Clinical Quiz Answer
Clinical Quiz Answer
What is the diagnosis?
The middle and lower zones of the left chest are filled with bubbly shadows without fluid levels. The left hemi-diaphragm is not well visualised. The gastric bubble is absent. Cardiac apex is obscured. There is also mild scoliosis. The radiological features are compatible with left sided diaphragmatic hernia. The diagnosis was confirmed by CT thorax and the defect was successfully repaired by thoracoscopic technique.
What is late presenting diaphragmatic hernia?
Diaphragmatic hernia is a condition where a defect in the diaphragm results in herniation of abdominal viscera into the thoracic cavity. The majority of diaphragmatic hernias are congenital in nature, known as congenital diaphragmatic hernia (CDH). In contrast, acquired diaphragmatic hernias are due to trauma and are less common. The underlying pathophysiology of CDH is believed to be due to the persistence of the posterolateral pleuroperitoneal canal in the diaphragm which allows abdominal viscera to herniate into the thoracic cavity.1,2
CDH can be diagnosed prenatally with ultrasonography. Cases without prenatal diagnosis commonly present shortly after birth with acute respiratory distress and the classical "scaphoid abdomen", as a result of pulmonary hypoplasia and pulmonary hypertension associated with abdominal visceral herniation. Less than 3% of the patients remain undiagnosed within the neonatal period.3 This is believed to be due to a milder degree of visceral herniation, lesser compression onto the lungs and absence of pulmonary hypoplasia.4 Another possible reason for late presentation is thought to be due to bowel herniating through a diaphragmatic defect that has previously been occluded by the spleen and liver during early period of life.4 These patients may present anytime beyond the neonatal period and are called late-presenting CDH.
Clinical presentations of late presenting CDH
Compared to early presenting CDH where the diagnosis is usually straightforward, the symptoms are usually more vague and less acute in late presenting CDH.5 A study on late presenting CDH suggested three types of presentation: acute respiratory and gastrointestinal symptoms, chronic nonspecific symptoms such as abdominal pain and constipation, and lastly, incidental discoveries in asymptomatic patients.5
Clinicians most often use chest radiographs to help guide diagnosis. To confirm the diagnosis, additional imaging including abdominal radiographs, upper and lower gastrointestinal contrast studies and CT thorax with contrast may be necessary.6 However, owing to the variable clinical presentations as well as the low incidence of congenital anomaly in older children, there is often a delay in diagnosis and frequent misdiagnosis. The commonest initial misdiagnosis is pneumonia.6 Furthermore, studies have found that 25% of initial chest radiographs were misinterpreted as tension pneumothorax or pyopneumothorax.7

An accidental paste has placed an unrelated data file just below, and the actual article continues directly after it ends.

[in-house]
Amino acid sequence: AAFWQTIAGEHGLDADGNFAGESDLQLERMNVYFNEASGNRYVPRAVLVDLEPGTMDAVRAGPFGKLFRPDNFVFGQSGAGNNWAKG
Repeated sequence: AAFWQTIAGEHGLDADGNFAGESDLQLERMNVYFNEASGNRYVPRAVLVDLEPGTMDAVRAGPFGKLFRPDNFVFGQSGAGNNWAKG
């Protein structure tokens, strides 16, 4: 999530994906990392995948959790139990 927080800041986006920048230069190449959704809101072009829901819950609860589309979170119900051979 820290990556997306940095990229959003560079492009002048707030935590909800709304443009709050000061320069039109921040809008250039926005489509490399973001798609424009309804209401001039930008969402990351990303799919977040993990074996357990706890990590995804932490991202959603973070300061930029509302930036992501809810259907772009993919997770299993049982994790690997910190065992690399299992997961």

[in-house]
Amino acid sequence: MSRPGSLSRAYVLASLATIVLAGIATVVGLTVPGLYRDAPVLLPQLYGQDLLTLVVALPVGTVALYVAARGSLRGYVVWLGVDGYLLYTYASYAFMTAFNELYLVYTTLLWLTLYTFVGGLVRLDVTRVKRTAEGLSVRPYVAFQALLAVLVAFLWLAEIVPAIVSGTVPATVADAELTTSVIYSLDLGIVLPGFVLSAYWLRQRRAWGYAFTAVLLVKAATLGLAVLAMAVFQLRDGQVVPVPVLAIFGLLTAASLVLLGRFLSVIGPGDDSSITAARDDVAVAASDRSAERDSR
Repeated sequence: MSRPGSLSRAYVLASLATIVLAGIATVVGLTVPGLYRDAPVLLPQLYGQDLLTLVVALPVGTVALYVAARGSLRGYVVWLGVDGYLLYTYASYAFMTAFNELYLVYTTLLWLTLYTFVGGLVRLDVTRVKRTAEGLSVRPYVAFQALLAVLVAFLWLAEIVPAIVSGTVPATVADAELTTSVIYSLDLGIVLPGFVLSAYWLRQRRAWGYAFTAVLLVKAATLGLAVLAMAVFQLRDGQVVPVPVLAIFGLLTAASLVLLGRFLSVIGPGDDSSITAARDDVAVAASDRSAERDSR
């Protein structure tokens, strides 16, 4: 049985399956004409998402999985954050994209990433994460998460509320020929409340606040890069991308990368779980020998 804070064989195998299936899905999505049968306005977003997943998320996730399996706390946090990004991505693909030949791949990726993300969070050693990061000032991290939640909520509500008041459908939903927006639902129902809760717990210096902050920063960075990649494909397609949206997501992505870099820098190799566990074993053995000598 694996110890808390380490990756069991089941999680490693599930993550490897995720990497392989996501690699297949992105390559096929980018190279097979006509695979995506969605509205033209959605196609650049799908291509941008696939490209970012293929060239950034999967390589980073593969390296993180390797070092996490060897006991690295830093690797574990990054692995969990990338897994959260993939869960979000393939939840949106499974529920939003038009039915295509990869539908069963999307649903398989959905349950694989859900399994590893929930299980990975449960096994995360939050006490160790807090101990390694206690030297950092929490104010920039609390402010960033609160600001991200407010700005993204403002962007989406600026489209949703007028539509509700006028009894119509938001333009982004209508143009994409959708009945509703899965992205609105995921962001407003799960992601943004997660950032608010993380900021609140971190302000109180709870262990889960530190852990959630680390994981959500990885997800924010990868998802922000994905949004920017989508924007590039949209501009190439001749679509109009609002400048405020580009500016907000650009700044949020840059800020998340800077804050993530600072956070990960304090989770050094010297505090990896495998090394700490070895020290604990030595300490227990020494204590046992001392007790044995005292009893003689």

Complications of CDH
Complications of late CDH occur in around 10% of patients most commonly with both large bowel strangulation and necrosis as well as gastric volvulus. There are also reported cases of gastric perforation due to strangulation.8 Misdiagnosed cases treated as pneumothorax or pleural effusion may also suffer from iatrogenic complications during chest drain insertion leading to gastric perforation.3
All patients with CDH require surgical intervention to repair the defect on the diaphragm. Prognosis of a late presenting CDH is generally excellent but delayed diagnosis may significantly increase morbidity.3 Clinicians should always include congenital lesions in their differential diagnoses if the clinical presentations are recurrent or atypical.
We would like to thank Dr. Ting Lai Yee Dannie for providing us the case details and obtaining consent, Dr. Wong Kar Yin for his continuous guidance and support.
1. Osebold WR, Soper RT. Congenital posterolateral diaphragmatic hernia past infancy. Am J Surg 1976;131:748-54.
2. Whittaker LD Jr, Lynn HB, Dawson B, Chaves E. Hernias of the foramen of Bochdalek in children. Mayo Clin Proc 1968;43:580-91.
3. Kitano Y, Lally KP, Lally PA; Congenital Diaphragmatic Hernia Study Group. Late-presenting congenital diaphragmatic hernia. J Pediatr Surg 2005;40:1839-43.
4. Newman BM, Afshani E, Karp MP, Jewett TC, Cooney DR. Presentation of Congenital Diaphragmatic Hernia Past the Neonatal Period Arch Surg 1986;121:813-6.
5. Chang SW, Lee HC, Yeung CY, et al. A Twenty-year Review of Early and Late-presenting Congenital Bochdalek Diaphragmatic Hernia: Are They Different Clinical Spectra? Pediatr Neonatol 2010;51:26-30.
6. Bagłaj M. Late-presenting congenital diaphragmatic hernia in children: a clinical spectrum. Pediatr Surg Int 004;20:658-69.
7. Bagłaj M, Dorobisz U. Late-presenting congenital diaphragmatic hernia in children: a literature review. Pediatr Radiol 2005;35:478-88.
8. Mei-Zahav M, Solomon M, Trachsel D, Langer JC. Bochdalek diaphragmatic hernia: not only a neonatal disease. Arch Dis Child 2003;88:532-5.